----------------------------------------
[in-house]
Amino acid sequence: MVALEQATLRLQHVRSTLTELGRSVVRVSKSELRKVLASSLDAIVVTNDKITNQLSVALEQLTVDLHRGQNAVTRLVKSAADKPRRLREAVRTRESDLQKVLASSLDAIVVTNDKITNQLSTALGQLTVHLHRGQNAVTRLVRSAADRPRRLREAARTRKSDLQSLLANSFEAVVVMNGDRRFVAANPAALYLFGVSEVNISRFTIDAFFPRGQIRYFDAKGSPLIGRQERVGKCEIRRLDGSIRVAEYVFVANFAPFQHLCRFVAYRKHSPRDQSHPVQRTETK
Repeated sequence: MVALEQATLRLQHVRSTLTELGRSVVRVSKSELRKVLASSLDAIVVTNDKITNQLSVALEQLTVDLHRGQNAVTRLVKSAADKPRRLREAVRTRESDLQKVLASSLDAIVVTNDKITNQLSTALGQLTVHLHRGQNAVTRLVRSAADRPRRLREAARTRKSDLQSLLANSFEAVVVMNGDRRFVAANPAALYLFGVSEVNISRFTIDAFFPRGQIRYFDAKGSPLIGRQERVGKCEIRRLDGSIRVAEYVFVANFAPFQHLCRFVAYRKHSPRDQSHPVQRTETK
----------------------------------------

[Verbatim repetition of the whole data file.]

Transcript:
[in-house]
Amino acid sequence: MVALEQATLRLQHVRSTLTELGRSVVRVSKSELRKVLASSLDAIVVTNDKITNQLSVALEQLTVDLHRGQNAVTRLVKSAADKPRRLREAVRTRESDLQKVLASSLDAIVVTNDKITNQLSTALGQLTVHLHRGQNAVTRLVRSAADRPRRLREAARTRKSDLQSLLANSFEAVVVMNGDRRFVAANPAALYLFGVSEVNISRFTIDAFFPRGQIRYFDAKGSPLIGRQERVGKCEIRRLDGSIRVAEYVFVANFAPFQHLCRFVAYRKHSPRDQSHPVQRTETK
Repeated sequence: MVALEQATLRLQHVRSTLTELGRSVVRVSKSELRKVLASSLDAIVVTNDKITNQLSVALEQLTVDLHRGQNAVTRLVKSAADKPRRLREAVRTRESDLQKVLASSLDAIVVTNDKITNQLSTALGQLTVHLHRGQNAVTRLVRSAADRPRRLREAARTRKSDLQSLLANSFEAVVVMNGDRRFVAANPAALYLFGVSEVNISRFTIDAFFPRGQIRYFDAKGSPLIGRQERVGKCEIRRLDGSIRVAEYVFVANFAPFQHLCRFVAYRKHSPRDQSHPVQRTETK